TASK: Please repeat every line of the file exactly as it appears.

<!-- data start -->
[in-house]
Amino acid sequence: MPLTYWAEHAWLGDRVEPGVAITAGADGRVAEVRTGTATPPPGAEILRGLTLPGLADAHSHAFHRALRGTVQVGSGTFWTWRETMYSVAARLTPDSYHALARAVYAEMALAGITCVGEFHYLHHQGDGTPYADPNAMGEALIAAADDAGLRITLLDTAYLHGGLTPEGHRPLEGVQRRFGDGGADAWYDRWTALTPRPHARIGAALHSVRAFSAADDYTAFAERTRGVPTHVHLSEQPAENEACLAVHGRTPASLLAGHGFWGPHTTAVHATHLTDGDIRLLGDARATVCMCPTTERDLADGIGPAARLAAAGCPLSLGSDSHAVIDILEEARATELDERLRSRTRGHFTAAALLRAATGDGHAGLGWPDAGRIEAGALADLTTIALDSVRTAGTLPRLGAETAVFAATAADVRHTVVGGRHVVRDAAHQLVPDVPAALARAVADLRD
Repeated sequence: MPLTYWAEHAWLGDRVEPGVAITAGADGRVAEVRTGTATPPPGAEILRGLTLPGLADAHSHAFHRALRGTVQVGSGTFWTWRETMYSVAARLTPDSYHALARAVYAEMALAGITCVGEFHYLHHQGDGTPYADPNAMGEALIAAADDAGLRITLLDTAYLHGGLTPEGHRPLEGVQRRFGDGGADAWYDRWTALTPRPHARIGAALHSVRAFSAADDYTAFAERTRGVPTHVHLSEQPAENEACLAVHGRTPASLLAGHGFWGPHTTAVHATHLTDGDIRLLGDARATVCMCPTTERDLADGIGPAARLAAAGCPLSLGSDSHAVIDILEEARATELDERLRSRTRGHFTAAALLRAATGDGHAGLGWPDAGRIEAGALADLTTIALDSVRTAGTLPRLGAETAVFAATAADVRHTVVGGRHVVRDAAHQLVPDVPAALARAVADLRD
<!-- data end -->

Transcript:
[in-house]
Amino acid sequence: MPLTYWAEHAWLGDRVEPGVAITAGADGRVAEVRTGTATPPPGAEILRGLTLPGLADAHSHAFHRALRGTVQVGSGTFWTWRETMYSVAARLTPDSYHALARAVYAEMALAGITCVGEFHYLHHQGDGTPYADPNAMGEALIAAADDAGLRITLLDTAYLHGGLTPEGHRPLEGVQRRFGDGGADAWYDRWTALTPRPHARIGAALHSVRAFSAADDYTAFAERTRGVPTHVHLSEQPAENEACLAVHGRTPASLLAGHGFWGPHTTAVHATHLTDGDIRLLGDARATVCMCPTTERDLADGIGPAARLAAAGCPLSLGSDSHAVIDILEEARATELDERLRSRTRGHFTAAALLRAATGDGHAGLGWPDAGRIEAGALADLTTIALDSVRTAGTLPRLGAETAVFAATAADVRHTVVGGRHVVRDAAHQLVPDVPAALARAVADLRD
Repeated sequence: MPLTYWAEHAWLGDRVEPGVAITAGADGRVAEVRTGTATPPPGAEILRGLTLPGLADAHSHAFHRALRGTVQVGSGTFWTWRETMYSVAARLTPDSYHALARAVYAEMALAGITCVGEFHYLHHQGDGTPYADPNAMGEALIAAADDAGLRITLLDTAYLHGGLTPEGHRPLEGVQRRFGDGGADAWYDRWTALTPRPHARIGAALHSVRAFSAADDYTAFAERTRGVPTHVHLSEQPAENEACLAVHGRTPASLLAGHGFWGPHTTAVHATHLTDGDIRLLGDARATVCMCPTTERDLADGIGPAARLAAAGCPLSLGSDSHAVIDILEEARATELDERLRSRTRGHFTAAALLRAATGDGHAGLGWPDAGRIEAGALADLTTIALDSVRTAGTLPRLGAETAVFAATAADVRHTVVGGRHVVRDAAHQLVPDVPAALARAVADLRD